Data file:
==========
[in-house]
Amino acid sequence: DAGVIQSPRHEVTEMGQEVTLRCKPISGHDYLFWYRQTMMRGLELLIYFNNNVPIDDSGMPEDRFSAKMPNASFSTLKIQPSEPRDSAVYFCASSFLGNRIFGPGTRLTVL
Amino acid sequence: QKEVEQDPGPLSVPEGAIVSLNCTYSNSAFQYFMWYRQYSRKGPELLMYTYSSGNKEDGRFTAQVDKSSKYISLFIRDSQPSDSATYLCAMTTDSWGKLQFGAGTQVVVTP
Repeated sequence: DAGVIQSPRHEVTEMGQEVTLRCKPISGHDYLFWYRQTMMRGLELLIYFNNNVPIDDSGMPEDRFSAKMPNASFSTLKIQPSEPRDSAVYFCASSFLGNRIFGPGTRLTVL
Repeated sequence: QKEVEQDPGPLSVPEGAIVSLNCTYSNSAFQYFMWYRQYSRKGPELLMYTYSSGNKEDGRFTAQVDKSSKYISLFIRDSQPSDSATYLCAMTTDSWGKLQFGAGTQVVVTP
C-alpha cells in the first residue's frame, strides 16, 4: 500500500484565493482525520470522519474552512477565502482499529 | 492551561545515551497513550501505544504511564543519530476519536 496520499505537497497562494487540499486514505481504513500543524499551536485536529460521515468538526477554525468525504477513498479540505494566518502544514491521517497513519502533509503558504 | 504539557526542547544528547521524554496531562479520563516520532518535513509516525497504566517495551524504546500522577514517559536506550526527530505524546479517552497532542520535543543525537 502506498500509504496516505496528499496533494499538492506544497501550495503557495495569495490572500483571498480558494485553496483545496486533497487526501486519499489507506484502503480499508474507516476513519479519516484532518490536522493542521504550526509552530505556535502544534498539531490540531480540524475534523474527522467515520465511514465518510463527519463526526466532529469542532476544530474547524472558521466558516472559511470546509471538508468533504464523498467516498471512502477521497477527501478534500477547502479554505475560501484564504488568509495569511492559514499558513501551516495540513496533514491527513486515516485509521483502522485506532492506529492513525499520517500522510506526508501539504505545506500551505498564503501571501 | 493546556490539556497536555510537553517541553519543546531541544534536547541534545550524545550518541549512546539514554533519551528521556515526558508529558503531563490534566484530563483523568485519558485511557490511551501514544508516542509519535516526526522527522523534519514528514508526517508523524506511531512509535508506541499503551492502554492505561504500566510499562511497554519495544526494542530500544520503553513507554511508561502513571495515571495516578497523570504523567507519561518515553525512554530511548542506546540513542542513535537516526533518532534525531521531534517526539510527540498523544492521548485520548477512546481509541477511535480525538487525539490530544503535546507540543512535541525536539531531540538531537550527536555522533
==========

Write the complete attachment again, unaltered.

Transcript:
[in-house]
Amino acid sequence: DAGVIQSPRHEVTEMGQEVTLRCKPISGHDYLFWYRQTMMRGLELLIYFNNNVPIDDSGMPEDRFSAKMPNASFSTLKIQPSEPRDSAVYFCASSFLGNRIFGPGTRLTVL
Amino acid sequence: QKEVEQDPGPLSVPEGAIVSLNCTYSNSAFQYFMWYRQYSRKGPELLMYTYSSGNKEDGRFTAQVDKSSKYISLFIRDSQPSDSATYLCAMTTDSWGKLQFGAGTQVVVTP
Repeated sequence: DAGVIQSPRHEVTEMGQEVTLRCKPISGHDYLFWYRQTMMRGLELLIYFNNNVPIDDSGMPEDRFSAKMPNASFSTLKIQPSEPRDSAVYFCASSFLGNRIFGPGTRLTVL
Repeated sequence: QKEVEQDPGPLSVPEGAIVSLNCTYSNSAFQYFMWYRQYSRKGPELLMYTYSSGNKEDGRFTAQVDKSSKYISLFIRDSQPSDSATYLCAMTTDSWGKLQFGAGTQVVVTP
C-alpha cells in the first residue's frame, strides 16, 4: 500500500484565493482525520470522519474552512477565502482499529 | 492551561545515551497513550501505544504511564543519530476519536 496520499505537497497562494487540499486514505481504513500543524499551536485536529460521515468538526477554525468525504477513498479540505494566518502544514491521517497513519502533509503558504 | 504539557526542547544528547521524554496531562479520563516520532518535513509516525497504566517495551524504546500522577514517559536506550526527530505524546479517552497532542520535543543525537 502506498500509504496516505496528499496533494499538492506544497501550495503557495495569495490572500483571498480558494485553496483545496486533497487526501486519499489507506484502503480499508474507516476513519479519516484532518490536522493542521504550526509552530505556535502544534498539531490540531480540524475534523474527522467515520465511514465518510463527519463526526466532529469542532476544530474547524472558521466558516472559511470546509471538508468533504464523498467516498471512502477521497477527501478534500477547502479554505475560501484564504488568509495569511492559514499558513501551516495540513496533514491527513486515516485509521483502522485506532492506529492513525499520517500522510506526508501539504505545506500551505498564503501571501 | 493546556490539556497536555510537553517541553519543546531541544534536547541534545550524545550518541549512546539514554533519551528521556515526558508529558503531563490534566484530563483523568485519558485511557490511551501514544508516542509519535516526526522527522523534519514528514508526517508523524506511531512509535508506541499503551492502554492505561504500566510499562511497554519495544526494542530500544520503553513507554511508561502513571495515571495516578497523570504523567507519561518515553525512554530511548542506546540513542542513535537516526533518532534525531521531534517526539510527540498523544492521548485520548477512546481509541477511535480525538487525539490530544503535546507540543512535541525536539531531540538531537550527536555522533